Villagers in West Papua are up in arms to protect their forest from encroachment by logging and palm oil companies so their forest will not end up being destroyed like those in Sumatra and Kalimantan, The Jakarta Post Online reported on Tuesday.
“We can’t live peacefully if companies enter our area. This is where we live. If companies expand into our area, sago plantations will be closed and destroyed,” vowed Yoel Semere while he sat on a hill overlooking a large swathe of pristine forest.
The village which is home to 37 households and 186 people living on 2,000 hectares with 1,880 ha., making up the forest area is no stranger to industry expansion. The villagers successfully campaigned against the company with the help of several NGOs, forcing the company to stop its operation in the region.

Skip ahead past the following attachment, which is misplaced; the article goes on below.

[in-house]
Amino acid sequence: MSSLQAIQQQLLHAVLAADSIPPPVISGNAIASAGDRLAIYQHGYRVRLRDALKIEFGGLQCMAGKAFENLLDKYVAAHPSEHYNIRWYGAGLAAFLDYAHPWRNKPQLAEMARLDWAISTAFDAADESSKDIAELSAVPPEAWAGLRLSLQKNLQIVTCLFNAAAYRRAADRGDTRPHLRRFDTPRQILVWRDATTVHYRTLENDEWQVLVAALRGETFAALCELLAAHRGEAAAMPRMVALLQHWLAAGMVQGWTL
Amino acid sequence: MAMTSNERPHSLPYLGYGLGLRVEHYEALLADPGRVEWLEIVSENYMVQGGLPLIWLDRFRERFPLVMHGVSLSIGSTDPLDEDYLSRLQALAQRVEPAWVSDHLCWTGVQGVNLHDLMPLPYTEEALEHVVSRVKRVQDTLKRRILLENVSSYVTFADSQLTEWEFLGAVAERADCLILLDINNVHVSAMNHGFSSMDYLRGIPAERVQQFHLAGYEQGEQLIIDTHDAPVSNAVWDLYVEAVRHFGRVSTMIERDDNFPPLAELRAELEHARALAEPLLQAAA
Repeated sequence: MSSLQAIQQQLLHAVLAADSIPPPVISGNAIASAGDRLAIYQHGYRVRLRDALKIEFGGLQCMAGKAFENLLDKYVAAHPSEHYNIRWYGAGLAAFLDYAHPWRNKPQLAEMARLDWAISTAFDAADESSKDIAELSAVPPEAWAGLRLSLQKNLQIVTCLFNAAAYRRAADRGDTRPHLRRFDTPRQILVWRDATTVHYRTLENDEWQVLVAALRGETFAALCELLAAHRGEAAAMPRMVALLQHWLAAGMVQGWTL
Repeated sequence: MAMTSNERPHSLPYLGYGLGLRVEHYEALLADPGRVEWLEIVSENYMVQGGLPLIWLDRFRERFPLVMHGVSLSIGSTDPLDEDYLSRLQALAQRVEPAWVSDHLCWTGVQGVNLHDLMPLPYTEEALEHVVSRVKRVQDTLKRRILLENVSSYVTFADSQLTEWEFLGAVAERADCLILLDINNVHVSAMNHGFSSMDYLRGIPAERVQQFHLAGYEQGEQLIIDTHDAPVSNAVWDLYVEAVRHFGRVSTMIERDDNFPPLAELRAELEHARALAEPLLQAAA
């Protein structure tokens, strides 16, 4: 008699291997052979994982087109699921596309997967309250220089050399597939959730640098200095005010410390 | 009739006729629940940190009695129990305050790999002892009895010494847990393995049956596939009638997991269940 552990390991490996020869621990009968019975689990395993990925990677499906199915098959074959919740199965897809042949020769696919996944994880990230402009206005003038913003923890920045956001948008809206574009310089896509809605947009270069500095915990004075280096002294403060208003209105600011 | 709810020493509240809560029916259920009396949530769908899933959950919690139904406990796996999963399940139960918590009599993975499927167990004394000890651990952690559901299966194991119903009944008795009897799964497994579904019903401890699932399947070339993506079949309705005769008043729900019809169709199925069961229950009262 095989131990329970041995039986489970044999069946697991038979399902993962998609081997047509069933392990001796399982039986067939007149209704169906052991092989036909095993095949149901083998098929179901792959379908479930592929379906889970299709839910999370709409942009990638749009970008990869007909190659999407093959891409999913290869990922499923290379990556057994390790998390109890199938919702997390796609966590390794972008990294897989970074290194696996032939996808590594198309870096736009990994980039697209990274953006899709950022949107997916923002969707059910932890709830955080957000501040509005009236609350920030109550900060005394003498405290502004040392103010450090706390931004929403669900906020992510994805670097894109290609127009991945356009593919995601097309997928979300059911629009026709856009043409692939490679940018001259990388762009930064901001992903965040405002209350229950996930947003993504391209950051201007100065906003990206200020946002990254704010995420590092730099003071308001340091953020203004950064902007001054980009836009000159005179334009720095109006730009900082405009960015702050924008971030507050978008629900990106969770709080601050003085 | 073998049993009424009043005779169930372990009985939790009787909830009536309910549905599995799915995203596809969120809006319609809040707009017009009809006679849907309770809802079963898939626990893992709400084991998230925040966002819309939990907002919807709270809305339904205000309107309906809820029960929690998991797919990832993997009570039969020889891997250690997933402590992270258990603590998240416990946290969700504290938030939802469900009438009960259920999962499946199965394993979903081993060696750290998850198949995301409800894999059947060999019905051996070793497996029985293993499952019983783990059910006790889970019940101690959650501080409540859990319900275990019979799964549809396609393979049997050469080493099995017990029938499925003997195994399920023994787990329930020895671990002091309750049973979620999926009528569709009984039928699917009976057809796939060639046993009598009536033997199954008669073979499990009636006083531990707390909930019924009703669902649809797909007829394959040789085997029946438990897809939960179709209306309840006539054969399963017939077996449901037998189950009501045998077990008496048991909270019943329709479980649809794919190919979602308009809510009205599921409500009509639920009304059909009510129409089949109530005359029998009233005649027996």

Still, the villagers cannot rest easy as palm oil companies have started to expand operations in the region in recent years.
Papua is still home to vast forests, which provide a livelihood for many villagers. But the island is under threat from illegal logging and palm oil industry.
Data from Greenpeace Indonesia shows there are about 48 palm oil companies that have permits in Papua and West Papua, with the size of each permit ranging from 25,000 to 45,000 ha.
After fighting to keep companies out of their areas, the villagers of Sira along with the neighbouring Manggroholo village became the first villagers on Papua to have their rights to manage their forests acknowledged by the government.
The government hopes to grant more forest permits to villagers.